Finder makes money from featured partners, but editorial opinions are our own.

How I saved $110 a month on my home loan with 1 phone call


My lender passed on all the rate rises to me but lowered the interest rate for new customers. All I had to do was ask for the same.

Like most borrowers in Australia, my home loan's interest rate has almost doubled in the last 12 months.

Every month that the RBA lifted the cash rate, my lender responded with a matching rate rise. That's life on a variable rate home loan. No harm, no foul.

But then my lender started lowering its interest rates. Not for loyal, long-term customers like me. Just for new borrowers.

Suddenly I – a guy who does nothing but tell people to get a better deal on their home loan – was 33 basis points worse off than a new borrower signing up to an identical loan. Not for the first time either.

This is not a small difference. With a loan amount of $550,000 and a rate of 4.92% I was paying almost $3,000 a month (numbers here are examples and not my actual loan details, obviously!).

By getting this down to the lender's lower rate of 4.59% I'm saving $111 a month. In a year that's $1,332.

Calling my lender and asking for a better deal

It took me about 30 minutes to get the same low interest rate. All it took was one phone call.

This was all I said: "Hi, I have a variable rate owner-occupier loan with a rate of 4.92%. But I can see the same loan advertised on your website with a rate of 4.59%. Can you get me on that lower rate?".

The customer support person asked for a few quick identification details (name, account number, phone password) and that was that. I received confirmation of the rate change the next day by email.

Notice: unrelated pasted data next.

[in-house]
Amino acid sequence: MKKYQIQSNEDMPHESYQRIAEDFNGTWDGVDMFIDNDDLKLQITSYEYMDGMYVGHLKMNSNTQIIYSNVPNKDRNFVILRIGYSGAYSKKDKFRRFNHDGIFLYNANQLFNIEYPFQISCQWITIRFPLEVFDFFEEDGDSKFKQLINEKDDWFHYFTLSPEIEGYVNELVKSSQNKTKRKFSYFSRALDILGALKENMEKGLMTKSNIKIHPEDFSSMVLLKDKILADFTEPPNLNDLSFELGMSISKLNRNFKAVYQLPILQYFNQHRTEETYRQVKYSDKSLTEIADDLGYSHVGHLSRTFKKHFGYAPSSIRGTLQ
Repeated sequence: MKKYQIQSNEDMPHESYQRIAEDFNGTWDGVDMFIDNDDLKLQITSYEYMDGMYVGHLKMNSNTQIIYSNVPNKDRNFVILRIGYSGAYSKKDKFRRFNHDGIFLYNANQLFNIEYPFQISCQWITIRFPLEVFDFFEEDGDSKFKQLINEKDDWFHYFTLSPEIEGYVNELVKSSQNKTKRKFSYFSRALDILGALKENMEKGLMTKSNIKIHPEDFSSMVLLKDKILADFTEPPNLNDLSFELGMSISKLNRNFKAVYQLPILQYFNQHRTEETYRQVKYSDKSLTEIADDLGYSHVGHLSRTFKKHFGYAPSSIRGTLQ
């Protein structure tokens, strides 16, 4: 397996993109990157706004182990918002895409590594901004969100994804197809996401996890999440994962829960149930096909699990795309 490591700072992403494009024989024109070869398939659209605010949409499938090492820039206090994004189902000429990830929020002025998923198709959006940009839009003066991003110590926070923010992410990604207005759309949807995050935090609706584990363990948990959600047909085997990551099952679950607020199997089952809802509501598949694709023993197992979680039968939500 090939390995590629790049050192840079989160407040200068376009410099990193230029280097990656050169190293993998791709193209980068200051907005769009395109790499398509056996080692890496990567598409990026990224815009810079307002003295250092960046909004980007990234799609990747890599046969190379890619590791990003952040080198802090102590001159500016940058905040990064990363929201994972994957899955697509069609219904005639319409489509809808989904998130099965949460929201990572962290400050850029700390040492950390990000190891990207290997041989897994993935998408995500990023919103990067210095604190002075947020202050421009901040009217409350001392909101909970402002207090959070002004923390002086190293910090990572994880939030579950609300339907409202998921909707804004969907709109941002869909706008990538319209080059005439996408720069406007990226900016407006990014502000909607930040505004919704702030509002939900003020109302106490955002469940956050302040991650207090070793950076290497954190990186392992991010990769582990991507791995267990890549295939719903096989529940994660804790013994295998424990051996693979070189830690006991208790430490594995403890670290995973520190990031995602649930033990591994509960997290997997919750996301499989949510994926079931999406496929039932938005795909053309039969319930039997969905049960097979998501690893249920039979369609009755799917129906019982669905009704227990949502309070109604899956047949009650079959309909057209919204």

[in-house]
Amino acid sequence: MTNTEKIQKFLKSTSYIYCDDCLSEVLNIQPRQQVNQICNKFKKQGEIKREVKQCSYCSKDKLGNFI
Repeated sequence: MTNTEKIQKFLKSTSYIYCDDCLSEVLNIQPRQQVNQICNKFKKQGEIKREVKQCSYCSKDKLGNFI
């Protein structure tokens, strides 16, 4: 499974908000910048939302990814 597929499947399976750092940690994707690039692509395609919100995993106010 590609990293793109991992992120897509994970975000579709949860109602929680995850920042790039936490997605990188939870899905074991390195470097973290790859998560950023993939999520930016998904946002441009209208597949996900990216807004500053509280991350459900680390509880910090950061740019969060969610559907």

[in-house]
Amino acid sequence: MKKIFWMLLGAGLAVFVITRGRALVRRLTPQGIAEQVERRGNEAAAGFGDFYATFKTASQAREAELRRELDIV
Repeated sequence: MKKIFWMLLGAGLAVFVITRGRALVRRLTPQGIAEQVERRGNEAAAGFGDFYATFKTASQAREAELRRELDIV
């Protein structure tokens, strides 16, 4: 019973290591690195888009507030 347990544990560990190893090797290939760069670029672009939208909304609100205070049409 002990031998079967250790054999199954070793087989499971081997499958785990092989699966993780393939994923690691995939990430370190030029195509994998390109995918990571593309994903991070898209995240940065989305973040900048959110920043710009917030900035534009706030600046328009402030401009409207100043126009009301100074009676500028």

If you want to do the same thing, here are some tips:

  1. Log in to your loan account via your lender's website and check your current rate. Or you can check your latest home loan statement.
  2. Then look at your lender's website. Find its current rate for the same loan as yours. Make sure it is the same. If you have an investment loan you can't ask for the low-rate owner-occupier rate offer.
  3. Call your lender. And that's all there is to it. Explain you want the lower rate you've found on its website. Use our handy negotiating script if you're not confident over the phone. And don't take no for an answer.
  4. If this doesn't work, threaten to refinance. Ask for a mortgage discharge form and say you'll take your business elsewhere. This will most likely work. And if it doesn't: find a better deal and switch.

For me, I'm happy with my new low rate. It's one of the market's best deals for the type of loan I want. And while it's annoying that I've had to call the lender twice now to get its lowest rate, it's worth the effort.

Home loans are higher now, but you can always find a better deal. Check out some of the lowest home loan rates on the market.

Image: Getty Images

Ask a question

You are about to post a question on

  • Do not enter personal information (eg. surname, phone number, bank details) as your question will be made public
  • is a financial comparison and information service, not a bank or product provider
  • We cannot provide you with personal advice or recommendations
  • Your answer might already be waiting – check previous questions below to see if yours has already been asked

Finder only provides general advice and factual information, so consider your own circumstances, or seek advice before you decide to act on our content. By submitting a question, you're accepting our Terms Of Service and Finder Group Privacy & Cookies Policy.

This site is protected by reCAPTCHA and the Google Privacy Policy and Terms of Service apply.
Go to site